Find Out Which Hot Wings Advance in Consumer Reports' March Madness Cook-Off
The first round of our chicken wing tournament came to a close with some notable upsets, and 8 contenders advance
The Ultimate Hot Wings Tournament tipped off with a flourish—and a few breakout performances.
Just tuning in? In preparation for March Madness, two of CR's culinary pros are pitting chicken wings prepared 16 ways against each other, to determine—once and for all—the best way to make chicken wings at home. We kicked things off on Sunday with a detailed look at the 16 cooking methods we're putting to the test.
The first real smackdown took place in our grill lab, where par-boiled wings held their own against wings wrapped in foil. Convection roasting and air frying dominated their regions while the boil-and-broil method stole the show in CR’s range lab.
Below, we’ve got play-by-play (ahem, bite-by-bite) coverage of each matchup. Here's where the bracket stands as we head into the Tasty Eight.
Convection vs. Bake + Roast
The convection roasted wings were already out of the oven and crackling before the baked wings had a chance. Hot wings cooked on convection were uniformly golden brown and crisp. The meat was juicy and tender. We gobbled them up in minutes, licked our fingers clean, and still had to wait another 45 minutes for the baked wings to finish.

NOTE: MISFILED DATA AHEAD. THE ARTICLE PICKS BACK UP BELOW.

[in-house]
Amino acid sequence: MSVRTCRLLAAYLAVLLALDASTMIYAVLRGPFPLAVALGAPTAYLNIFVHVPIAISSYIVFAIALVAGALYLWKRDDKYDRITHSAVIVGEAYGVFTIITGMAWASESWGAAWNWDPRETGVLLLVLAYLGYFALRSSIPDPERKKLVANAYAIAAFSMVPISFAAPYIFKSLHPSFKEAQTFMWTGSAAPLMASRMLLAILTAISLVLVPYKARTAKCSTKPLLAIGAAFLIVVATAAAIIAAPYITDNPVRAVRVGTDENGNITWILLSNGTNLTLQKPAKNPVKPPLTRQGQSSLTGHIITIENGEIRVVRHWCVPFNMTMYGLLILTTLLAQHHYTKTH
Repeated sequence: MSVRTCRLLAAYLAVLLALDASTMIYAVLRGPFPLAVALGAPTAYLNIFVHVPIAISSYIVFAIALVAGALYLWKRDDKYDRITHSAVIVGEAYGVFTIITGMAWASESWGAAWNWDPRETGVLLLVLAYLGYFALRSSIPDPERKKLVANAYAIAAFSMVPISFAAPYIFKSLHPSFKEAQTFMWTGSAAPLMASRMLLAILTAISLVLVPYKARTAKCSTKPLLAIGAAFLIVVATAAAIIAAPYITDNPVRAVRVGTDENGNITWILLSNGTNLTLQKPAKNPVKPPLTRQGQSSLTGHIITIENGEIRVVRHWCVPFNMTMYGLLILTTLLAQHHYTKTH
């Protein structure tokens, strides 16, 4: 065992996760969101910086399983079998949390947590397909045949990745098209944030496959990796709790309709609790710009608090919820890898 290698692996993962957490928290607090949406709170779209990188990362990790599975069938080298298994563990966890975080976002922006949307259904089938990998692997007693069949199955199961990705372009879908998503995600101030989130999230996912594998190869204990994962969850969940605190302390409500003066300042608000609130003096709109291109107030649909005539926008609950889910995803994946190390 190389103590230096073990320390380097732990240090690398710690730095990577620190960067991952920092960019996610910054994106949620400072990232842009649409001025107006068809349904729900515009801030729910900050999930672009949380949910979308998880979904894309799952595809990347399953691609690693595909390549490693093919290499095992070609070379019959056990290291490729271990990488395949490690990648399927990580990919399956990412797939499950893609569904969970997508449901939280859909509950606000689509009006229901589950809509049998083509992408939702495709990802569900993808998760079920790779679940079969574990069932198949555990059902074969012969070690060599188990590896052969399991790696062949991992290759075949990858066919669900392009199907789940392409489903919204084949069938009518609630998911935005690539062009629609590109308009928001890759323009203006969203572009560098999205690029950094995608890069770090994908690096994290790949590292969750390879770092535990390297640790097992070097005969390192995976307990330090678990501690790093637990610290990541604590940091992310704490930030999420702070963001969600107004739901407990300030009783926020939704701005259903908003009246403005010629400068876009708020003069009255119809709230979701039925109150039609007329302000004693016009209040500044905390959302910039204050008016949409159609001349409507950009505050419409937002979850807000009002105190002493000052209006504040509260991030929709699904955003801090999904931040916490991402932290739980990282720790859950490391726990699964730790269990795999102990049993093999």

And boy, was it ugly. After 1 hour and 20 minutes in the oven, the wings emerged as shriveled, hollow shells of their formerly plump selves.
Grill, Indirect Heat vs. Grill, Indirect + Direct
Winner: Grill, Indirect + Direct
Each team performed admirably, but in the end, the wings cooked over indirect heat then finished over high heat made the cut to the next round. They had more distinct browning, and even a few grill marks. The skin was crispier and in turn, sauce naturally clung to the hot wings more than to those cooked solely over indirect heat. Wings cooked entirely on indirect heat were tender, but they just didn’t brown and crisp up in the way we’d hoped.
Broil, High vs. Broil, Low
Winner: Broil, Low
This one was a nail-biter, but in the end, low broil carried the day by the smallest of margins. Both methods produced wings that were crispy on the outside, but a low broil produced wings that were slightly more uniform in their golden appearance and crisp skin.
When broiled under high, the skin was overdone and burnt in some spots because we had to keep cooking the wings until the meat was cooked through.
Slow Cook vs. Air Fry
Winner: Air Fry
While some of the cooking methods above struggled to get out of the gate, the air fried wings put the slow-cooked wings to bed before the sun went down. The wings came out dark brown and crispy on the outside and juicy on the inside. The sauce coated the wings like they were made for each other.